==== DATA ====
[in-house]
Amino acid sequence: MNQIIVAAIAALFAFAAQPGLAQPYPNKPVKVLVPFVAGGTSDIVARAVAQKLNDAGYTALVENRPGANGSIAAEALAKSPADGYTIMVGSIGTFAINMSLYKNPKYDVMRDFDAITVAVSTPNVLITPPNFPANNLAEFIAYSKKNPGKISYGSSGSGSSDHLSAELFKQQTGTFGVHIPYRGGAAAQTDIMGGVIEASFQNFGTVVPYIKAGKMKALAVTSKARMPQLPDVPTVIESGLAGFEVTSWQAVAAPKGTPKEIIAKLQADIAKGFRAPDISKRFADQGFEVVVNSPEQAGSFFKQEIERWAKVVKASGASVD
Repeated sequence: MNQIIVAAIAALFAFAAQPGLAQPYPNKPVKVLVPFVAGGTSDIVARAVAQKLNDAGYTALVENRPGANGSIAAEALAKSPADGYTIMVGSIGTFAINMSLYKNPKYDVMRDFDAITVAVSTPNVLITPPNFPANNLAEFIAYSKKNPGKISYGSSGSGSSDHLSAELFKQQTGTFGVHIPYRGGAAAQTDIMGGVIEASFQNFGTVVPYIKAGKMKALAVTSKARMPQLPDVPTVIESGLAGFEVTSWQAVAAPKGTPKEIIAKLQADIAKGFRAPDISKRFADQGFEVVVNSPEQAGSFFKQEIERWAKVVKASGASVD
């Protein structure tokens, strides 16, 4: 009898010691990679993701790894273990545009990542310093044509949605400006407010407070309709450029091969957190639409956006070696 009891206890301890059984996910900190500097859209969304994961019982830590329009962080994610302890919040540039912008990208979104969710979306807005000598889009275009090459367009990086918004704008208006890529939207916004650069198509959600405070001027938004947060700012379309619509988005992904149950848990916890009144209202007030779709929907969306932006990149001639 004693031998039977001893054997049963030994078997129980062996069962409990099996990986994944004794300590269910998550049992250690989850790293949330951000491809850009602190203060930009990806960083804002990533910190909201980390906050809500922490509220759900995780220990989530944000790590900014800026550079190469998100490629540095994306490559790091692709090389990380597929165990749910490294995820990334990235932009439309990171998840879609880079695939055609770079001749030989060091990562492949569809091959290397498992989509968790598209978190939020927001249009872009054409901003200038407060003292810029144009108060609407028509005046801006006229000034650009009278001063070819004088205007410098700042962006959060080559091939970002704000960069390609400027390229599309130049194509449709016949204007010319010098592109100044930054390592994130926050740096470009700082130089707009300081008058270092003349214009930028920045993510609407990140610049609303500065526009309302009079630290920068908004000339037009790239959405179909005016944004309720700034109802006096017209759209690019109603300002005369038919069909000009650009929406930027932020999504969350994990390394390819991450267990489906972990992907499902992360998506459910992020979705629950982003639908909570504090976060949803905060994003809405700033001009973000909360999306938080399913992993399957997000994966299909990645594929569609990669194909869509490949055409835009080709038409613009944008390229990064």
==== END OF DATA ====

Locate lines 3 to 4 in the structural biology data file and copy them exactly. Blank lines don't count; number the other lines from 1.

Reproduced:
Repeated sequence: MNQIIVAAIAALFAFAAQPGLAQPYPNKPVKVLVPFVAGGTSDIVARAVAQKLNDAGYTALVENRPGANGSIAAEALAKSPADGYTIMVGSIGTFAINMSLYKNPKYDVMRDFDAITVAVSTPNVLITPPNFPANNLAEFIAYSKKNPGKISYGSSGSGSSDHLSAELFKQQTGTFGVHIPYRGGAAAQTDIMGGVIEASFQNFGTVVPYIKAGKMKALAVTSKARMPQLPDVPTVIESGLAGFEVTSWQAVAAPKGTPKEIIAKLQADIAKGFRAPDISKRFADQGFEVVVNSPEQAGSFFKQEIERWAKVVKASGASVD
């Protein structure tokens, strides 16, 4: 009898010691990679993701790894273990545009990542310093044509949605400006407010407070309709450029091969957190639409956006070696 009891206890301890059984996910900190500097859209969304994961019982830590329009962080994610302890919040540039912008990208979104969710979306807005000598889009275009090459367009990086918004704008208006890529939207916004650069198509959600405070001027938004947060700012379309619509988005992904149950848990916890009144209202007030779709929907969306932006990149001639 004693031998039977001893054997049963030994078997129980062996069962409990099996990986994944004794300590269910998550049992250690989850790293949330951000491809850009602190203060930009990806960083804002990533910190909201980390906050809500922490509220759900995780220990989530944000790590900014800026550079190469998100490629540095994306490559790091692709090389990380597929165990749910490294995820990334990235932009439309990171998840879609880079695939055609770079001749030989060091990562492949569809091959290397498992989509968790598209978190939020927001249009872009054409901003200038407060003292810029144009108060609407028509005046801006006229000034650009009278001063070819004088205007410098700042962006959060080559091939970002704000960069390609400027390229599309130049194509449709016949204007010319010098592109100044930054390592994130926050740096470009700082130089707009300081008058270092003349214009930028920045993510609407990140610049609303500065526009309302009079630290920068908004000339037009790239959405179909005016944004309720700034109802006096017209759209690019109603300002005369038919069909000009650009929406930027932020999504969350994990390394390819991450267990489906972990992907499902992360998506459910992020979705629950982003639908909570504090976060949803905060994003809405700033001009973000909360999306938080399913992993399957997000994966299909990645594929569609990669194909869509490949055409835009080709038409613009944008390229990064």